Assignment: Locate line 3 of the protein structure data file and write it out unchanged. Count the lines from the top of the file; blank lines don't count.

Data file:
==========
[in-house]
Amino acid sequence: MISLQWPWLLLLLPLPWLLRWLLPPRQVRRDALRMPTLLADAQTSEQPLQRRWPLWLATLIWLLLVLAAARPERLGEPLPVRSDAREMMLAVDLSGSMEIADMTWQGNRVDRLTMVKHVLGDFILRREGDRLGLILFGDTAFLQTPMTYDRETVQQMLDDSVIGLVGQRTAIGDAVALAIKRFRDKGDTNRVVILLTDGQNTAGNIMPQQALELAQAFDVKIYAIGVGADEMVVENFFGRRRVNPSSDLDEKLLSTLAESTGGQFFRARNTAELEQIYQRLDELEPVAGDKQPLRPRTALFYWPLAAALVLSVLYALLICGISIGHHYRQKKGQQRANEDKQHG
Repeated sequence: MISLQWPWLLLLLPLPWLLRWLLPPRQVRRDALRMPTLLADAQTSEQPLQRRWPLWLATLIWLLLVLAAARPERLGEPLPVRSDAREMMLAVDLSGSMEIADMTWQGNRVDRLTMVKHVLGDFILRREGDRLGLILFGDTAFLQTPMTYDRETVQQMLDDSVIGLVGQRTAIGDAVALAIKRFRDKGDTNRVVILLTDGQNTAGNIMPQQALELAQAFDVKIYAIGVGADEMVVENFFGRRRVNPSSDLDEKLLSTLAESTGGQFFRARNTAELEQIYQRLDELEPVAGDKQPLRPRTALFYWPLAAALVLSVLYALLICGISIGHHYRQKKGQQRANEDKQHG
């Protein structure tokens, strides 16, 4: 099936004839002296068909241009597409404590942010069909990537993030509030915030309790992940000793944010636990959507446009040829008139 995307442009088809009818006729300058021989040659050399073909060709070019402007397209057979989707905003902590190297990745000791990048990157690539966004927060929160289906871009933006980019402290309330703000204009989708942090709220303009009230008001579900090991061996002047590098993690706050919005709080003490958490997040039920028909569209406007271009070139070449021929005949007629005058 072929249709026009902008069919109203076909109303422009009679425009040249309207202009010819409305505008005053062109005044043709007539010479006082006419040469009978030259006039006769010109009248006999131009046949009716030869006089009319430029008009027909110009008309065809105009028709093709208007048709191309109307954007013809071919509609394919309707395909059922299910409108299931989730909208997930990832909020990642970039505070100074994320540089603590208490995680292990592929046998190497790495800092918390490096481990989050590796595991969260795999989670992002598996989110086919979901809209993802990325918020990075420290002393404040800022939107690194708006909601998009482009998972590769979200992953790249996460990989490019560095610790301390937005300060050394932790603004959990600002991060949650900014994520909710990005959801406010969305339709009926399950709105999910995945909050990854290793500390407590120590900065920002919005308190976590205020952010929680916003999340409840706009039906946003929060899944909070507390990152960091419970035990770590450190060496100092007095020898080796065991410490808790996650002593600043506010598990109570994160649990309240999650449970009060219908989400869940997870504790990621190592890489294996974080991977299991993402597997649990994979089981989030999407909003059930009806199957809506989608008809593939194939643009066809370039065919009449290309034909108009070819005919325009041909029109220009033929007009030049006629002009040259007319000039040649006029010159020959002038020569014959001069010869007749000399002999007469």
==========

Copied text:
Repeated sequence: MISLQWPWLLLLLPLPWLLRWLLPPRQVRRDALRMPTLLADAQTSEQPLQRRWPLWLATLIWLLLVLAAARPERLGEPLPVRSDAREMMLAVDLSGSMEIADMTWQGNRVDRLTMVKHVLGDFILRREGDRLGLILFGDTAFLQTPMTYDRETVQQMLDDSVIGLVGQRTAIGDAVALAIKRFRDKGDTNRVVILLTDGQNTAGNIMPQQALELAQAFDVKIYAIGVGADEMVVENFFGRRRVNPSSDLDEKLLSTLAESTGGQFFRARNTAELEQIYQRLDELEPVAGDKQPLRPRTALFYWPLAAALVLSVLYALLICGISIGHHYRQKKGQQRANEDKQHG